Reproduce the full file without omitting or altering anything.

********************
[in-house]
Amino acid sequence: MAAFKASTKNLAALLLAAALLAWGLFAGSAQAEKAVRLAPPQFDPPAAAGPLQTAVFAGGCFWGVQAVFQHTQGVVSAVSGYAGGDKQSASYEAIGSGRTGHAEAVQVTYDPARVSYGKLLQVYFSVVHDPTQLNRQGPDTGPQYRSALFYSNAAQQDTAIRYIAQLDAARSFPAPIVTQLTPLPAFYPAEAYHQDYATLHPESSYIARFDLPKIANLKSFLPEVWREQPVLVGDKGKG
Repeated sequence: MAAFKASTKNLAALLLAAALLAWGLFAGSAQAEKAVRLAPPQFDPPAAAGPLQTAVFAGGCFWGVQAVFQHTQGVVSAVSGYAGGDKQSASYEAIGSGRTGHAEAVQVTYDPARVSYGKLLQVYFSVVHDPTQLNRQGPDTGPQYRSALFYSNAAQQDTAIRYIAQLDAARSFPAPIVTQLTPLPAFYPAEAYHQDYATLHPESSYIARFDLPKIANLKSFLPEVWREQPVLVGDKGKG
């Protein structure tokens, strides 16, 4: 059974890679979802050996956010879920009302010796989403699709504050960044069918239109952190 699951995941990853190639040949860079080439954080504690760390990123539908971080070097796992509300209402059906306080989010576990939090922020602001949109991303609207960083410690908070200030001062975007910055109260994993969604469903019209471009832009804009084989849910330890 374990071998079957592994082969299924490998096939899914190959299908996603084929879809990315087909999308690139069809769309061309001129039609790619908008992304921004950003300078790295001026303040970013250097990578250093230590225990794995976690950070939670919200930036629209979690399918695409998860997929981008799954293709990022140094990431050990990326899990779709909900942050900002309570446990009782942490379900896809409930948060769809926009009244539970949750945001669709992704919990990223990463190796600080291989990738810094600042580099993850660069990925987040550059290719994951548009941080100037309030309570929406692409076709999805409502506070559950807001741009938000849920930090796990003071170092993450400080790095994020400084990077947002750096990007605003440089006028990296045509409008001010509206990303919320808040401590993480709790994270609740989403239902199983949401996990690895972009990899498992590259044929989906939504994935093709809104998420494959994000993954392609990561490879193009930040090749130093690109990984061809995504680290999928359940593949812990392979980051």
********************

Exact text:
[in-house]
Amino acid sequence: MAAFKASTKNLAALLLAAALLAWGLFAGSAQAEKAVRLAPPQFDPPAAAGPLQTAVFAGGCFWGVQAVFQHTQGVVSAVSGYAGGDKQSASYEAIGSGRTGHAEAVQVTYDPARVSYGKLLQVYFSVVHDPTQLNRQGPDTGPQYRSALFYSNAAQQDTAIRYIAQLDAARSFPAPIVTQLTPLPAFYPAEAYHQDYATLHPESSYIARFDLPKIANLKSFLPEVWREQPVLVGDKGKG
Repeated sequence: MAAFKASTKNLAALLLAAALLAWGLFAGSAQAEKAVRLAPPQFDPPAAAGPLQTAVFAGGCFWGVQAVFQHTQGVVSAVSGYAGGDKQSASYEAIGSGRTGHAEAVQVTYDPARVSYGKLLQVYFSVVHDPTQLNRQGPDTGPQYRSALFYSNAAQQDTAIRYIAQLDAARSFPAPIVTQLTPLPAFYPAEAYHQDYATLHPESSYIARFDLPKIANLKSFLPEVWREQPVLVGDKGKG
């Protein structure tokens, strides 16, 4: 059974890679979802050996956010879920009302010796989403699709504050960044069918239109952190 699951995941990853190639040949860079080439954080504690760390990123539908971080070097796992509300209402059906306080989010576990939090922020602001949109991303609207960083410690908070200030001062975007910055109260994993969604469903019209471009832009804009084989849910330890 374990071998079957592994082969299924490998096939899914190959299908996603084929879809990315087909999308690139069809769309061309001129039609790619908008992304921004950003300078790295001026303040970013250097990578250093230590225990794995976690950070939670919200930036629209979690399918695409998860997929981008799954293709990022140094990431050990990326899990779709909900942050900002309570446990009782942490379900896809409930948060769809926009009244539970949750945001669709992704919990990223990463190796600080291989990738810094600042580099993850660069990925987040550059290719994951548009941080100037309030309570929406692409076709999805409502506070559950807001741009938000849920930090796990003071170092993450400080790095994020400084990077947002750096990007605003440089006028990296045509409008001010509206990303919320808040401590993480709790994270609740989403239902199983949401996990690895972009990899498992590259044929989906939504994935093709809104998420494959994000993954392609990561490879193009930040090749130093690109990984061809995504680290999928359940593949812990392979980051």